# Where does the math club meet?

A puzzle from John Conway and Pizza Hut. (The competition has ended, so I think it's okay to post the puzzle here.)

Our school’s puzzle-club meets in one of the schoolrooms every Friday after school.

• Last Friday, one of the members said, "I’ve hidden a list of positive integers in this envelope that add up to the number of this room."
• A girl said, "That's obviously not enough information to determine the numbers on your list. If you told us the number of numbers in the envelope and their product, would that be enough to work them all out?"
• He (after scribbling for some time): "No."
• She (after scribbling for some more time): “well, at least I’ve worked out their product.”

What is the number of the school room we meet in?”

• Can we assume that the numbers in the envelope are all positive integers? – user2390246 Apr 1 '16 at 9:57
• I really don't understand this question...there're no limits on the quantity or type of numbers (natural, integer, real, etc), so the answer could be anything. If the number "0" is included anywhere in the list, then the product would be zero, then that accounts for the product not revealing the answer. – Liesmith Apr 1 '16 at 12:11
• @user2390246 This isn't a problem from OP (it's a direct copy of all the text from the Pizza Hut website), so I don't think we'll get much in the way of clarification. – Lacklub Apr 1 '16 at 12:29

The room number is $12$.

## Argument:

Let $x_1,\ldots,x_n$ be the positive integer numbers on the list, let $S$ be the sum of these $n$ numbers, and let $P$ be the product of these $n$ numbers; note that $S$ is the room number.

Claim 1: $S\ge13$ is impossible.

Proof: Define $k:=S-13$ with $k\ge0$. Consider the following lists :

• The numbers $6$, $6$, and $(k+1)$-times number $1$.
• The numbers $2$, $2$, $9$ and $k$-times number $1$.

Both lists contain $k+3$ numbers with sum $S=k+13$ and product $P=36$. Hence for such a room number $S$, the girl would have $36$ as a possible candidate for the product $P$.

• The numbers $3$, $4$, $4$ and $(k+2)$-times number $1$.
• The numbers $2$, $2$, $2$, $6$ and $(k+1)$--times number $1$.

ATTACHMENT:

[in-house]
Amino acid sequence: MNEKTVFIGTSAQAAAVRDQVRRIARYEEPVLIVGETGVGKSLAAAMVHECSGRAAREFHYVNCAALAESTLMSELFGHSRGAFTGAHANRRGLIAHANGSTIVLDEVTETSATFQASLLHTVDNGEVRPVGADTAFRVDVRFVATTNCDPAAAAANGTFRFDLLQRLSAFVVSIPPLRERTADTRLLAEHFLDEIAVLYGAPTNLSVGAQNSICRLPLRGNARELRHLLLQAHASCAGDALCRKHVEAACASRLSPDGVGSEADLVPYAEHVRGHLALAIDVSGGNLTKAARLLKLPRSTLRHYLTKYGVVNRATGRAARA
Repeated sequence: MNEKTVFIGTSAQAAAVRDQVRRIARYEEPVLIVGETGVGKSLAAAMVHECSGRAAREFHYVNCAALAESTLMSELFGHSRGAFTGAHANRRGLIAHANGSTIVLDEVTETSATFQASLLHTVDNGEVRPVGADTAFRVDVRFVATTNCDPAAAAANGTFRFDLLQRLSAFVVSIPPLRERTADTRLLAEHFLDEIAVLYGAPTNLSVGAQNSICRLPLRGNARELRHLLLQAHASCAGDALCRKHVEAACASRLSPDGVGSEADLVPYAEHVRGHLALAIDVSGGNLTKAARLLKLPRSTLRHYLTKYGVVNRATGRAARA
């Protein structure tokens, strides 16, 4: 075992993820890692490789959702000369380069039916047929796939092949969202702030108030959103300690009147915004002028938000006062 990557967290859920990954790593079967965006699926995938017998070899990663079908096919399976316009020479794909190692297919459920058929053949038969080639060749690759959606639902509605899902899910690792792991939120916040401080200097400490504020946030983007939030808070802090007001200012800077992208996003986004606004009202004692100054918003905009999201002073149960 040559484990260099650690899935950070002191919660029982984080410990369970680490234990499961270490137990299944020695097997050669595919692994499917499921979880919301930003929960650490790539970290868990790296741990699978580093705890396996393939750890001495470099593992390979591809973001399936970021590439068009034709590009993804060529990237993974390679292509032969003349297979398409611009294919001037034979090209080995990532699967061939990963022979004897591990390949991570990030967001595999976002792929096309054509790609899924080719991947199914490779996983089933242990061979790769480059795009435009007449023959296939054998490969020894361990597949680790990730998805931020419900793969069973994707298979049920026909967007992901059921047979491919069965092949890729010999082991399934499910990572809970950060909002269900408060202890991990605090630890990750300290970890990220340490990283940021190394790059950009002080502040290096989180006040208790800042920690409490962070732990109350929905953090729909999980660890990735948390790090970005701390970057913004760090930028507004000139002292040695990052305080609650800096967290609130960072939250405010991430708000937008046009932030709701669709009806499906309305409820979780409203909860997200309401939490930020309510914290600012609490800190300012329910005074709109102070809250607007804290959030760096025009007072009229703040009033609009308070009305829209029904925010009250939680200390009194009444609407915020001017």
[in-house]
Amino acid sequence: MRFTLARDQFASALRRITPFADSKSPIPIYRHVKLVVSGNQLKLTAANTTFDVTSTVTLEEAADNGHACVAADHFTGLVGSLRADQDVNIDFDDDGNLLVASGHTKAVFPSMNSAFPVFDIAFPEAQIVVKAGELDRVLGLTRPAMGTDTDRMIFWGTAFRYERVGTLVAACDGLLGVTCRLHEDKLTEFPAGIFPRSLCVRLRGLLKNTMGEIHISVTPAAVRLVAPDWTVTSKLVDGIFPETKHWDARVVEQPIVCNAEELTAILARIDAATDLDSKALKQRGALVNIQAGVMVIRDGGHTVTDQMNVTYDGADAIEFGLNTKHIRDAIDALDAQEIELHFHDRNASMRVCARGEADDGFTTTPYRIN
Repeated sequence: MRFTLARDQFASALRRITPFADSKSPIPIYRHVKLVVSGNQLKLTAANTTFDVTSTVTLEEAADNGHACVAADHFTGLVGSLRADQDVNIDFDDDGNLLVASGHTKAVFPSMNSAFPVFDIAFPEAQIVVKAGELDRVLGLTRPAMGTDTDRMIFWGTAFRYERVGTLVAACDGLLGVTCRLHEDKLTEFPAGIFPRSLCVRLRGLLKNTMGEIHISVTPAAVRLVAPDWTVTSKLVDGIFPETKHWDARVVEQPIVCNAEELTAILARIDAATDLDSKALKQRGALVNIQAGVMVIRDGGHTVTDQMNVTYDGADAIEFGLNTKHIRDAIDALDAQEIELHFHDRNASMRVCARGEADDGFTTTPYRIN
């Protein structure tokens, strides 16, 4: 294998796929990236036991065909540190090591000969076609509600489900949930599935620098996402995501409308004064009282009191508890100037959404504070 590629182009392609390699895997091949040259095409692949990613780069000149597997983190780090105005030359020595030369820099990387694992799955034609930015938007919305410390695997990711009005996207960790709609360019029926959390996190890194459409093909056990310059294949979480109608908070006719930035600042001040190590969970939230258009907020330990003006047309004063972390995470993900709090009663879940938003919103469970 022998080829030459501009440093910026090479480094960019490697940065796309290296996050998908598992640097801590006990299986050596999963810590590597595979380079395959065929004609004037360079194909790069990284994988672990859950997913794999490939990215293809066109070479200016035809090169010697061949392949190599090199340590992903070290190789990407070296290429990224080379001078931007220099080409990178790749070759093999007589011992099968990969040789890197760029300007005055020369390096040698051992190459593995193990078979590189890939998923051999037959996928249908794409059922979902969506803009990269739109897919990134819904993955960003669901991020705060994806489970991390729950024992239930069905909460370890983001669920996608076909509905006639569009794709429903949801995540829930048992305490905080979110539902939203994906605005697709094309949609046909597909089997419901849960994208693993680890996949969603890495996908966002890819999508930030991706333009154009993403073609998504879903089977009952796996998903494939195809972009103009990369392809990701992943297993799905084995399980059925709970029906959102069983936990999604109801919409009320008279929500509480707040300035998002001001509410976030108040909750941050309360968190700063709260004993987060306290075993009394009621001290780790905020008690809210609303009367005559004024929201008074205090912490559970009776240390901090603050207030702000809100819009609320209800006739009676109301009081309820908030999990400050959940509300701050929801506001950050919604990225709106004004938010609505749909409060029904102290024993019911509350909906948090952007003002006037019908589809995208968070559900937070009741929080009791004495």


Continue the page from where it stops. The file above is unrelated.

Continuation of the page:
Both lists contain $k+5$ numbers with sum $S=k+13$ and product $P=48$. Hence for such a room number $S$, the girl would also have $48$ as a possible candidate for the product $P$. Since the girl is able to uniquely determine the product $P$ from knowing the room number and knowing the conversation, we cannot have two possible candidates $36$ and $48$ for the product. Hence $S\ge13$ indeed is impossible, and the claim is proved.

Claim 2: $S\le11$ is impossible.

Proof: Then for every choice of $n$ and $P$, there exists at most one list of $n$ positive integers $x_1,\ldots,x_n$ with sum $S$ and product $P$. I have verified this statement by a computer program: I have generated all lists with sum $\le11$, and it turns out that no two different such lists agree simultaneously in $n$ and in $P$ and in $S$. This collides with the statement "No" that the member makes after scribbling for some time.

Claim 3: $S=12$ is possible.

Proof: Consider the following lists:

• The numbers $3$, $4$, $4$, $1$.
• The numbers $2$, $2$, $2$, $6$.

Both lists contain four numbers with sum $S=12$ and product $P=48$. My computer program shows that for $S=12$, these are the only two lists that simultaneously agree in $n$ and in $P$.

• Thanks. I found the same solution, but not a proof of uniqueness. – Colonel Panic Apr 1 '16 at 14:22
• @Gamow why 6,8,8,2 and 4,4,4,12 are not okay? do I miss something? S would be 24, and product will be the same 768 – Oray Apr 1 '16 at 14:27
• @Oray: Yes, your example is fine for the initial piece of the conversation. But S=24 does not go along with the last statement of the girl, as there also exist other pairs of lists and other products with the same sum S=24. In other words, the room number 24 does not allow the girl to uniquely determine the product. – Gamow Apr 1 '16 at 16:21
• @Gamow you assume both people know the club room number at the start of the dialogue? I was confused about this, because the girl says "That's obviously not enough information to determine the number of the room." – Colonel Panic Apr 1 '16 at 23:35